OLAC Record

Title:The story of Hinimei and Hinipong (Kristine Pat)
Contributor (researcher):Jessica
Coverage:Papua New Guinea
Description:Audio recording and transcription/translation of Kristine Pat telling the story of Hinimei and Hinipong. These two sisters, who turned into fish, are the ancestors of the Tewi clan. Synopsis: There was an old woman who looked after her two granddaughters, Hinimei and Hinipong. One day when she was preparing their food the shell she was using as a knife cut her finger and she got angry. The girls heard her and they thought she was sick of looking after them so they decided to leave. The next day they dressed up and they went to the Ndran Tewi (the water of the Tewi clan where there are two swimming holes — see the map in Figure C.2). When they jumped into the water they turned into bright red fish (like a nipong, which is a species of mangrove bass). They swam to the deep sea and got caught in Pwakop’s trap. Pwakop’s men got the fish, and Pwakop told them to leave the smaller one on the drying rack and cut up the larger one for their food. After they had eaten, Pwakop sent one of his men to fetch him some of the soup. The younger sister had turned back into a person and when the man came she sent him away, telling him that he smelled of her sister’s blood. This happened again and again until Pwakop decided to go himself. The girl told Pwakop that he had eaten her sister and he was very sorry. He just thought they were regular fish. He took her as his wife and they had a son. Eventually the son found out that his mother was a fish. She told him to go and get a bow and arrow from his grandmother so that they could make a journey through the sea. The next day they departed on their journey. When they got to the edge of the land the mother told the boy to shoot the arrow into the water. When he did that the sea parted and they kept walking. They did this on and on until finally they arrived at the Tewi stone, next to Peheka. They went to the old woman’s house and shook the fragrant leaves of the keremet plant and the old woman smelled it and asked who was there. Hinipong revealed herself and introduced her son to her grandmother. After that Hinipong got remarried to a man named Chapapeu, and they had children, and this is where the Tewi clan comes from. Note: the Pakop (Pwakop) in this story is a different character than the Pwakop in the story of Itupo Loniu.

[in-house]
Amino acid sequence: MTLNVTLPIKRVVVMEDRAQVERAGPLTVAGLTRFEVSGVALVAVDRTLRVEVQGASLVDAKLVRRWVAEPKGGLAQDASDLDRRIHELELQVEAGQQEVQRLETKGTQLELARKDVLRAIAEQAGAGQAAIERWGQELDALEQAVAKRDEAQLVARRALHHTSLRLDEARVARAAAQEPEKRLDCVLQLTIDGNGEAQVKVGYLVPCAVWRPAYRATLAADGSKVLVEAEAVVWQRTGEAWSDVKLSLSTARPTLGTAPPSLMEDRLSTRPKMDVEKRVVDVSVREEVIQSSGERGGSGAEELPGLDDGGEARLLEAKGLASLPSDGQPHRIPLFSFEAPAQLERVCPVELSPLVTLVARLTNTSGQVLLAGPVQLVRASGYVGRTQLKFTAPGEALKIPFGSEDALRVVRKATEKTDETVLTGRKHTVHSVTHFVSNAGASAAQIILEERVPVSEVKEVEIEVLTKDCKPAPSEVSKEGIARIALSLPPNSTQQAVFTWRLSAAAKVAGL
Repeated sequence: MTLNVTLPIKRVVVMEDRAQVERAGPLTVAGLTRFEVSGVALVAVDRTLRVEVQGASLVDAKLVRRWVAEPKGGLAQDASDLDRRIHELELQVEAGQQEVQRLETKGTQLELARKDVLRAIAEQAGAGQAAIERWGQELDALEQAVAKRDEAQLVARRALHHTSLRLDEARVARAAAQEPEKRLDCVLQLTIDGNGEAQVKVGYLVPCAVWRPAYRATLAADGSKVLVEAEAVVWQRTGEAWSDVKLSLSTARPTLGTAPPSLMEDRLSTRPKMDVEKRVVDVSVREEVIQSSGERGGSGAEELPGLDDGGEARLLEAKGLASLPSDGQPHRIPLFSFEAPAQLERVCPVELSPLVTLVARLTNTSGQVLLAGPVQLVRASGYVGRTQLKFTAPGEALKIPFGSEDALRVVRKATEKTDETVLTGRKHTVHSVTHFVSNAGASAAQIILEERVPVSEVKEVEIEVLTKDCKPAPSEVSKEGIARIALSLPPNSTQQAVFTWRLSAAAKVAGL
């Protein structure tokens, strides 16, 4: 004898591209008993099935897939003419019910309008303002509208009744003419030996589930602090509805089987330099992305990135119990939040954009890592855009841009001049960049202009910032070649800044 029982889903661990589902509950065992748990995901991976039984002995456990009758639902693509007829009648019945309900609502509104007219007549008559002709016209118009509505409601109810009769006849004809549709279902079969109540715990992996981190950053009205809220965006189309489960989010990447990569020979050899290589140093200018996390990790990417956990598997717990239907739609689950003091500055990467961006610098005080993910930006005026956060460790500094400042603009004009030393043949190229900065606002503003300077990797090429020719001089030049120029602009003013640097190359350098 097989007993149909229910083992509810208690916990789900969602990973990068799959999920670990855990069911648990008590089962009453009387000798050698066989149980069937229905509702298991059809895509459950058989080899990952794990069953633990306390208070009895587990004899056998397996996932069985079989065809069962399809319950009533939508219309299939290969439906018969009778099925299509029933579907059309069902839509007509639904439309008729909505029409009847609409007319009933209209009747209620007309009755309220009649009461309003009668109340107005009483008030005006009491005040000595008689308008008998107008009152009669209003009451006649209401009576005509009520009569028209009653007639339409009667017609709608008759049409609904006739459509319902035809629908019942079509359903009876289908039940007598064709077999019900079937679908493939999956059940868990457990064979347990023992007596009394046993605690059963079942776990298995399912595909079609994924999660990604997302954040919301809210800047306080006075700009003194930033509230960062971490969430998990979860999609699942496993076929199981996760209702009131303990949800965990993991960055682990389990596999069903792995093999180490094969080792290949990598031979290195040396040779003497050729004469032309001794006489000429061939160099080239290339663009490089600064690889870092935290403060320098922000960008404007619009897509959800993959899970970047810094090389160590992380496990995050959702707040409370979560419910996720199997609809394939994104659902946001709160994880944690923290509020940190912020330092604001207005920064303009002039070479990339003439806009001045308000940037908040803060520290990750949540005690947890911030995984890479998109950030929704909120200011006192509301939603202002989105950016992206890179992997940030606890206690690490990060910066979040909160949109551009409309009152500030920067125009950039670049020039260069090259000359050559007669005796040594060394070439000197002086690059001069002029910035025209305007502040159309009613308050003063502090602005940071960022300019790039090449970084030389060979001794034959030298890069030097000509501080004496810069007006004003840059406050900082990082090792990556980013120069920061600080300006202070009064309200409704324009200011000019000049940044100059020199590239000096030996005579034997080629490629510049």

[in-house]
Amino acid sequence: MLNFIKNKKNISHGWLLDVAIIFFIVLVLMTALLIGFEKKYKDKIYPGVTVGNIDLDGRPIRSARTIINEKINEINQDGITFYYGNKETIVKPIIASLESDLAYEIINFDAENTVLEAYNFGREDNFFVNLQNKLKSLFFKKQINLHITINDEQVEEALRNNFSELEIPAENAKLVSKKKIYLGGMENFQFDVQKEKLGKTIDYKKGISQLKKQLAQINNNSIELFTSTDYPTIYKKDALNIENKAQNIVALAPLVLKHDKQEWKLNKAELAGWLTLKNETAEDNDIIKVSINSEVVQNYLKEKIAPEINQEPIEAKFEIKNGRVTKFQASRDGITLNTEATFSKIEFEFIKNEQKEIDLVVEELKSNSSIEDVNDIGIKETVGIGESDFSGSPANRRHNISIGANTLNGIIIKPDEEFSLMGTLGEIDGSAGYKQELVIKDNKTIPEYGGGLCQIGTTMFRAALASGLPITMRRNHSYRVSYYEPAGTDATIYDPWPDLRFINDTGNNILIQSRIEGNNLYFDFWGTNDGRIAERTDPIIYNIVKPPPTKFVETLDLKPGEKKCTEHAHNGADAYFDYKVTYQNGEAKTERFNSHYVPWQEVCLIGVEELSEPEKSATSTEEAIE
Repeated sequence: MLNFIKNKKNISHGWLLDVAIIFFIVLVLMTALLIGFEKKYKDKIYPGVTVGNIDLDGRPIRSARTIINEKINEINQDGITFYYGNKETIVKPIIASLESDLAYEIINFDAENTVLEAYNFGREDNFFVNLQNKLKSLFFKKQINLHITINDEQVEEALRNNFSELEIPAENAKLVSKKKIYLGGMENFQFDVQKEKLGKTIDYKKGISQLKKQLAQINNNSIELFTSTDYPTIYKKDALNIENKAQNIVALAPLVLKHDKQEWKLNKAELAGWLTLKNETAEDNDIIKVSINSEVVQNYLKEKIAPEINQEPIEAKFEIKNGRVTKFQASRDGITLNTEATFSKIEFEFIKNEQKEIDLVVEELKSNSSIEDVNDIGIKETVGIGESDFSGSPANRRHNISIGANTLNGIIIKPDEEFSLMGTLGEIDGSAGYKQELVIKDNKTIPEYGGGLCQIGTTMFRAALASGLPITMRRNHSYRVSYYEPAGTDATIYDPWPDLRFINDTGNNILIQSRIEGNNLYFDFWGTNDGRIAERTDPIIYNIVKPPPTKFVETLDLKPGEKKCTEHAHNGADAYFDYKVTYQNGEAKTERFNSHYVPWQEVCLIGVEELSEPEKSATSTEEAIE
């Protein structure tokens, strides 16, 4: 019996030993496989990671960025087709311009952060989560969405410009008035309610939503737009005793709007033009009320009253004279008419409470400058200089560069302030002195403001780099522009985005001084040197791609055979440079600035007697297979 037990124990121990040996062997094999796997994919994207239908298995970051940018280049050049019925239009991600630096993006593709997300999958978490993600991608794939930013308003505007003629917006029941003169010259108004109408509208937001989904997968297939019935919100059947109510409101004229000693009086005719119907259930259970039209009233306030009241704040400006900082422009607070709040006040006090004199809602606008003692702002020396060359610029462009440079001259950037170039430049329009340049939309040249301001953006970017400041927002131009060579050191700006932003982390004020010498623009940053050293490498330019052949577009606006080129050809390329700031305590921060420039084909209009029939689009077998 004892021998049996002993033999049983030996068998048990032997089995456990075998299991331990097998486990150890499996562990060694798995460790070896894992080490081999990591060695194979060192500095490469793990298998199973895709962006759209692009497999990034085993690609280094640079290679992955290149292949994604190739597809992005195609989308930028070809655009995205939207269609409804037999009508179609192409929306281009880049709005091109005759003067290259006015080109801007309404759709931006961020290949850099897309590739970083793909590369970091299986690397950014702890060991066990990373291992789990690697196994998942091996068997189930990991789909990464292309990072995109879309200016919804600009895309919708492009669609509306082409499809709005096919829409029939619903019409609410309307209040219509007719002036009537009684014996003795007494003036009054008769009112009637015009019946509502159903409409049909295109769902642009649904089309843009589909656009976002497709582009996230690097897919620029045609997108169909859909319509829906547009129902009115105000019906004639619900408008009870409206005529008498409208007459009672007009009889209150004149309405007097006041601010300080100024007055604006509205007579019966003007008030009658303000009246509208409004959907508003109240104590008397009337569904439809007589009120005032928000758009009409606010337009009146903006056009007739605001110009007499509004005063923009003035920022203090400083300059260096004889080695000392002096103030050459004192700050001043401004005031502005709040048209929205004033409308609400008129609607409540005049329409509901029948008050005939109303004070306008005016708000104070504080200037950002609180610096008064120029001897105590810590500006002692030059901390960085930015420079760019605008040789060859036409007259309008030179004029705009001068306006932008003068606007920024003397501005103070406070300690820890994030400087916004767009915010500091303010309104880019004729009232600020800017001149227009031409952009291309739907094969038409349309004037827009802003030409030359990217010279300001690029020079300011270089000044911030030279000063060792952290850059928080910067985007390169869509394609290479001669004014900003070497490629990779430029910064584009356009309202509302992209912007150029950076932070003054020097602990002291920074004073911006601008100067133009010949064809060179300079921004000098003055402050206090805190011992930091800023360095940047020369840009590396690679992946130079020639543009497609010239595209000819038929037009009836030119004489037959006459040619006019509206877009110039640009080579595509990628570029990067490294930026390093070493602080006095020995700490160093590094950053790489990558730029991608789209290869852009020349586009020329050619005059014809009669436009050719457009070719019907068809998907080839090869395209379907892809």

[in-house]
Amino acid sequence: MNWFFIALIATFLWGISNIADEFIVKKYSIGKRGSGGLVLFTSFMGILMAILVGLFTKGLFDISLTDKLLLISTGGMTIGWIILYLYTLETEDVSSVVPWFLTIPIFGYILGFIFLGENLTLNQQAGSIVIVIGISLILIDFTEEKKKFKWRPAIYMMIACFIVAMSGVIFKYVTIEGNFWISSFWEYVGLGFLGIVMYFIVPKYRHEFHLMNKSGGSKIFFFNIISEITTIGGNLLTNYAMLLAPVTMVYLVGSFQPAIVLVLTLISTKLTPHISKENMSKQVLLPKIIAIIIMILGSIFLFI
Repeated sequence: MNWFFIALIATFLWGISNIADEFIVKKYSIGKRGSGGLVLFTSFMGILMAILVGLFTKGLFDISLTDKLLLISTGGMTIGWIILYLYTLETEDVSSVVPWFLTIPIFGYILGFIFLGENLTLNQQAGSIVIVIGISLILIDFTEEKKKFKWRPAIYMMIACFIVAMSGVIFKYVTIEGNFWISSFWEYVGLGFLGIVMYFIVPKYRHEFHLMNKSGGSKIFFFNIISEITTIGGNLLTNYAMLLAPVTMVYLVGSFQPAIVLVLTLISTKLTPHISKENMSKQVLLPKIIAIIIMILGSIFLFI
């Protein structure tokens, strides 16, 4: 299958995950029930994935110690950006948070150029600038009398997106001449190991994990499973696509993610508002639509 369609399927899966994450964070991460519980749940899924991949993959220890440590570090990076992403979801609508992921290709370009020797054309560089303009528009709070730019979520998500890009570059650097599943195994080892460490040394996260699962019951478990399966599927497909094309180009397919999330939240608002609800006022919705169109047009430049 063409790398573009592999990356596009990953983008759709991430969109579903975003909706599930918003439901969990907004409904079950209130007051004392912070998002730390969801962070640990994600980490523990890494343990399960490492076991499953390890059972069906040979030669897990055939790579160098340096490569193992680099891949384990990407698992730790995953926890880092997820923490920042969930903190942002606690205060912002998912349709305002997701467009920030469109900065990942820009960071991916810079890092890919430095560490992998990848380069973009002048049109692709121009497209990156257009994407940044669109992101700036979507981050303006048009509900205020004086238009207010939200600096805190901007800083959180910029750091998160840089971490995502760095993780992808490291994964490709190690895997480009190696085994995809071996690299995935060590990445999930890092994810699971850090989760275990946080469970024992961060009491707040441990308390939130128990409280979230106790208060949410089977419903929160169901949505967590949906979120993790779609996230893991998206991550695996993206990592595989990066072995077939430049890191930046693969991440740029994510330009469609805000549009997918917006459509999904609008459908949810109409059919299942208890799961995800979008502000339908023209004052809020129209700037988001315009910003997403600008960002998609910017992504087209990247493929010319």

Identifier (URI):https://lat1.lis.soas.ac.uk/ds/asv?openpath=MPI1230806%23
Koro (Papua New Guinea) language
Papitalai language
English language
Subject (ISO639):kxr


Archive:  Endangered Languages Archive
Description:  http://www.language-archives.org/archive/soas.ac.uk
GetRecord:  OAI-PMH request for OLAC format
GetRecord:  Pre-generated XML file

OAI Info

OaiIdentifier:  oai:soas.ac.uk:MPI1230806
DateStamp:  2019-06-04
GetRecord:  OAI-PMH request for simple DC format

Search Info

Citation: Jessica (researcher); Sylvia; Kristine. 2018-02-10. Endangered Languages Archive.
Terms: area_Europe area_Pacific country_GB country_PG iso639_eng iso639_kxr iso639_pat

Inferred Metadata

Country: United KingdomPapua New Guinea
Area: EuropePacific

Up-to-date as of: Mon Oct 18 19:05:38 EDT 2021